With three words, Vice Adm. Manson K. Brown brought to a close his 36-year career in the U.S. Coast Guard and his pioneering role as the highest-ranking black officer in the history of the sea service.
“I stand relieved,” Brown said Wednesday at a change of command ceremony at Coast Guard headquarters in Southeast Washington. Brown, who grew up in the District’s Petworth neighborhood, joined the Coast Guard in 1978 and rose to become a three-star admiral.
Adm. Robert J. Papp Jr., the Coast Guard commandant, said that Brown had stood on the shoulders of black officers before him and that those who follow owe Brown a debt for his service. Brown played a crucial role in developing the careers of minorities in the Coast Guard, Papp added.
“While we still have a long way to go, I credit Manson Brown for speaking truth to power,” Papp said.
Serving aboard the Glacier, an icebreaker, during his first assignment as a young officer, Brown said he had to confront racism almost immediately. He noticed that one older white subordinate, a popular chief petty officer, seemed agitated by his presence. Brown decided to settle the matter face to face.
“He said there was no way he was going to work for a black man,” Brown said. “My head pounded with anger and frustration.”
But other enlisted leaders on the ship rallied behind Brown. Throughout the rest of his career, Brown was recognized for his inspirational leadership and zeal.
He assumed positions of responsibility in Florida, Hawaii and California, where he oversaw counter-narcotics trafficking missions and other operations spanning 73 million square miles of the Pacific Ocean. He served as the military assistant to two U.S. secretaries of transportation and spent three months in Iraq in 2004, leading the restoration of two major ports.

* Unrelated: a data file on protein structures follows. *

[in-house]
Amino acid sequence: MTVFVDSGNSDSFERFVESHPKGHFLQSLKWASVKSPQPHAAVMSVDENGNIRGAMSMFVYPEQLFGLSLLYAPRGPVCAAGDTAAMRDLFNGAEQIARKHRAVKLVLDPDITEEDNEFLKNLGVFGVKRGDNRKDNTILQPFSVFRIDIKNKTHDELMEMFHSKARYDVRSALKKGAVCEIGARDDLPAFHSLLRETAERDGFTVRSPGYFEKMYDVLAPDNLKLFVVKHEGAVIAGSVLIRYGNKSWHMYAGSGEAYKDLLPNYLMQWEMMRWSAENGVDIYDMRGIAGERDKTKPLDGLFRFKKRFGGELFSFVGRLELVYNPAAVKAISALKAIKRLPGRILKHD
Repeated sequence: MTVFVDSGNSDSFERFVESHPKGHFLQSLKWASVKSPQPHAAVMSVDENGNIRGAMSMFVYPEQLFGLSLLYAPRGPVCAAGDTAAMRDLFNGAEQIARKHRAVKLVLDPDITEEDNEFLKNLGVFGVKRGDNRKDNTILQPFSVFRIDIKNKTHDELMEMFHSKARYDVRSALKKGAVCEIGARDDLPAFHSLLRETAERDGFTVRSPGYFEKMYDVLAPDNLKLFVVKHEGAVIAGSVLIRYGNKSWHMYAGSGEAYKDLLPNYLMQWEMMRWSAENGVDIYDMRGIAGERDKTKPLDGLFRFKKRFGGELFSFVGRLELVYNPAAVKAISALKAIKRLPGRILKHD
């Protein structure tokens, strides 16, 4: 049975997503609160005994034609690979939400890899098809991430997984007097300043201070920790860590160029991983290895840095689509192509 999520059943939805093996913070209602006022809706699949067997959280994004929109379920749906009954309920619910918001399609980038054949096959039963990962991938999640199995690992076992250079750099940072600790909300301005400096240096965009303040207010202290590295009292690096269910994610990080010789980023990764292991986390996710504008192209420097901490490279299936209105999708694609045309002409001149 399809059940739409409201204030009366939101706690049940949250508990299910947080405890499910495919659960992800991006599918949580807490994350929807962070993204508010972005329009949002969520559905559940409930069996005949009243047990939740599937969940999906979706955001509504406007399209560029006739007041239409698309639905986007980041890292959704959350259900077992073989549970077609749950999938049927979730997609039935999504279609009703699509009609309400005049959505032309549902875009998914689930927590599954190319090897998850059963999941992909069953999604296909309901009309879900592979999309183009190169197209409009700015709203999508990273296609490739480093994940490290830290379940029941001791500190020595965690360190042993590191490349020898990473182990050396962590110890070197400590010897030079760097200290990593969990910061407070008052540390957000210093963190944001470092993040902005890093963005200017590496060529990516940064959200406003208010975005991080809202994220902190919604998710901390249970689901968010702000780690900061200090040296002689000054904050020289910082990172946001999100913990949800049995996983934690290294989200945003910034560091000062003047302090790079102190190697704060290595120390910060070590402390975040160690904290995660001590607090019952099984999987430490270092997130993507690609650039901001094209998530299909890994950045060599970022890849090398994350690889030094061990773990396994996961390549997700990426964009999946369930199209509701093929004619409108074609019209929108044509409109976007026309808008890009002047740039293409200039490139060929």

In recent years, Brown led a Coast Guard effort to improve sexual assault prevention and outreach. A civil engineer by training, he also oversaw recovery operations after Hurricane Sandy wrought $270 million in damage to Coast Guard property, Papp said.
Brown retired as deputy commandant for mission support and commander of Coast Guard headquarters in Washington. Dignitaries at the ceremony, including Del. Eleanor Holmes Norton (D-D.C.); former U.S. transportation secretaries Rodney E. Slater and Norman Y. Mineta; and Merle Smith, the first black U.S. Coast Guard Academy graduate, attended the ceremony at the new Coast Guard headquarters in Anacostia.
Brown said his achievements would not have been possible without the legacy forged by the first black officers in the early years of the Coast Guard.
At first, Brown’s mother was reluctant to let him join the military as war raged in Vietnam, he said at the ceremony. But then London Steverson, the second graduate of the U.S. Coast Guard Academy, visited the Brown family home in Ward 4.
“I convinced his mother that her son would not be taken advantage of and would not be a token” black student at the academy, Steverson said. “He was the best of the best. I knew that he could survive.”
After graduating from St. John’s College High School in the District, Brown enrolled in the Coast Guard Academy’s class of 1978, headed to a life patrolling the seas even though he didn’t know how to swim. As a cadet, one of his first assignments was to learn basic strokes.
He later helped create a campus network for minority students at the school. In 1977, he became the first African American to lead the U.S. Coast Guard Academy corps of cadets, the Coast Guard’s student body.
“The vast majority of my career, people embraced me for my passion and ability,” Brown said. When incidents of racism arose, “I decided to confront it at its face.”
Papp, the commandant, described Brown as a friend and mentor. Earlier in their careers, the two officers commuted together to their office in Washington. During one conversation on the way to work, they talked about officer promotions and assignments. Papp said he was surprised when Brown pointed out that bias kept some black officers from advancement.
“All of us human beings, whether we admit it or not, have our own biases,” Papp said. “He opened my eyes to those biases and made me look harder to make sure that we are a balanced and diverse service.”